Wednesday, May 16, 2012
I didn't know it myself until a couple of years ago. As a married woman, when your husband goes to use an ATM machine, and you are with him, he is supposed to give you "Wife Money".
This needs to happen at least every two weeks. It's only fair. "Wife Money" is not your household expense money. That goes on the American Express charge card that is paid in full every month. "Wife Money" is different. It is your money for being a wife.
You can spend it on whatever you wish. You can go have lunches and massages with it. You can bank it in a secret account so that if your husband decides to run off with a Pilates instructor, you have a little nest egg to tide you over. :You can play the horses with it. You can donate it to the charity of your choice. You can spend it on gin. You can stick it in your mattress. You do not have to account for your "Wife Money".
I wish somebody had sat me down and told me about "Wife Money" when I was a young bride of 19, (and every other time I was a bride as well). I never really thought about it very much until about two years ago. It's a standing joke in Alex's family to say "Where's my Indian money?". Since the Navajo Nation now has casinos, they are entitled to proceeds from the gaming. Alex does not really want to take "Indian money" because a lot of Navajos need it a lot worse than he does. Still, every time I'm around Alex's family, everybody jokes about their "Indian money".
I was waiting in the car when Alex went to the ATM to get some cash. When he came back to the car, I held my hand out and said "Where's my "Wife Money"? He laughed and started the car and I reached over and turned off the key. He said "What?" and I responded that I wanted my "Wife Money". Alex pulled out his wallet and pulled out a $20 and handed it to me. "Oh hell no!" That was not going to work! I took the wallet and saw that he had pulled out $300. I took a total of $140 out and put it in my purse. Alex laughed and asked me what brought this on.
I told Alex that I had been listening to him and his family talking about "Indian Money" and I thought to myself, "Self! Why are they entitled to "Indian Money"? Oh, because they are Indians! I see. That makes perfect sense. If you take that one step further, that means I am entitled to "Wife Money" because I am a wife!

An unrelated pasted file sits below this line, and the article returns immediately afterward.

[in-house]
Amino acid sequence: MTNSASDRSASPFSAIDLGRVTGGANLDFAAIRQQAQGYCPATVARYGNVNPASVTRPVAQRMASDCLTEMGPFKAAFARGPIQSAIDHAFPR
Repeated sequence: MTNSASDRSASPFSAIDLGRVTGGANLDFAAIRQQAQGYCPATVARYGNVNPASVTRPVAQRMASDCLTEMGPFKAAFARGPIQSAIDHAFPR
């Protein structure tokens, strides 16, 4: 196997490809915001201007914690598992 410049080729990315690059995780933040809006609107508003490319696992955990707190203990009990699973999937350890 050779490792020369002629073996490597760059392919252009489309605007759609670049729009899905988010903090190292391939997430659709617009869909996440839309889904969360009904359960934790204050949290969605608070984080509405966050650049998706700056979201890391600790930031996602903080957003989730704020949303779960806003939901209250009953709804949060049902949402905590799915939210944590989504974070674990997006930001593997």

Why it took me so long to figure this out I can't begin to tell you. All I can say is I don't know how I ever managed without my "Wife Money!"
Now, if I could just get my grown kids to kick down with some "Mom Money", I'd be rolling in dough!
Monday, May 14, 2012
Cats are too aloof for me. They are secretive and not particularly affectionate. Dogs are panting, tail wagging bastions of love. Take out the garbage and come back in. Dogs greet you with fiercely wagging tails, yips of joy, and adoration. Cats don't care if you are around or not.
Alex started lobbying for a cat about 20 years ago, but I held fast on my decree of "No Cats!". My husband loves all creatures great and small. He thought a cat would round out our little family just perfectly. I had my doubts. First, I don't like cleaning litter boxes. I don't like the smell of litter boxes in a house. The whole concept of a litter box sort of turns me off. Why can't a cat just go outside and do his or her business in somebody's garden? In fact, I'd prefer that the cat just go to someone else's garden. Not mine. Then there's the matter of house training cats. They jump up on kitchen counters every time they turn around. They lick their butts and then like the stick of butter on the counter. They also shred furniture and draperies and carpet with their claws. Great.
After a couple of years of constant pleading, I finally relented and told Alex to go get a damned cat if he really wanted one. Alex acted like he had won the lottery!
I was at work when Alex called and said "I got our kitty." I envisioned a little white furry kitty that we would probably name "Snowflake" or something equally sugary. That was not the case. Alex brought home a cat he named "Smokey Joe". The cat was about 5 months old, a black tabby, with a torn ear and a bad attitude. There was nothing "kittenish" about Smokey. He hissed and popped. He clawed and bit. In other words, I fell madly in love with him.
Smokey terrorized people. He got his claws into my Mom's hair sprayed "do" and made her scream. If a visitor used the bathroom, he stuck his long black front leg in under the door to tap them on the foot while they sat on the pot causing the visitor to scream. He jumped in the bedroom window about 3 AM every night and landed on our heads reminding me of Cato in the Pink Panther movies.
Smokey would also hide on the rise of the stairs so if one wasn't watching their steps coming down, he would trip the person. Good times!
Oh Smokey wasn't all bad. He liked to play soccer and catch. He would sit atop his tall cat "tree" and let us toss balls to him that he caught and tossed back to us. He also sang Chinese Opera. Alex did not train him to stay off the kitchen counters, but I did. I found that if I screamed like a banshee and ran toward him at the same time, it would scare him enough to finally stop the counter walks. I'm sure my neighbors wondered at the shrieks, but nobody ever called the police.
Years passed and Smokey mellowed a bit. Old male cats get sort of loving. He would spend evenings sitting on the arm of my chair while I petted him and he nuzzled me. He also liked to sit on my lap when I was at the computer.
Smokey was 17. I never really saw the transition from young cat to old man cat. The combination of age and a pretty drastic cancer diagnosis from the vet made it necessary to put Smokey to sleep last Wednesday.
I'm still not a cat person, but I loved him and I miss him very much. I doubt I'll get another cat.
There was only one Smokey Joe.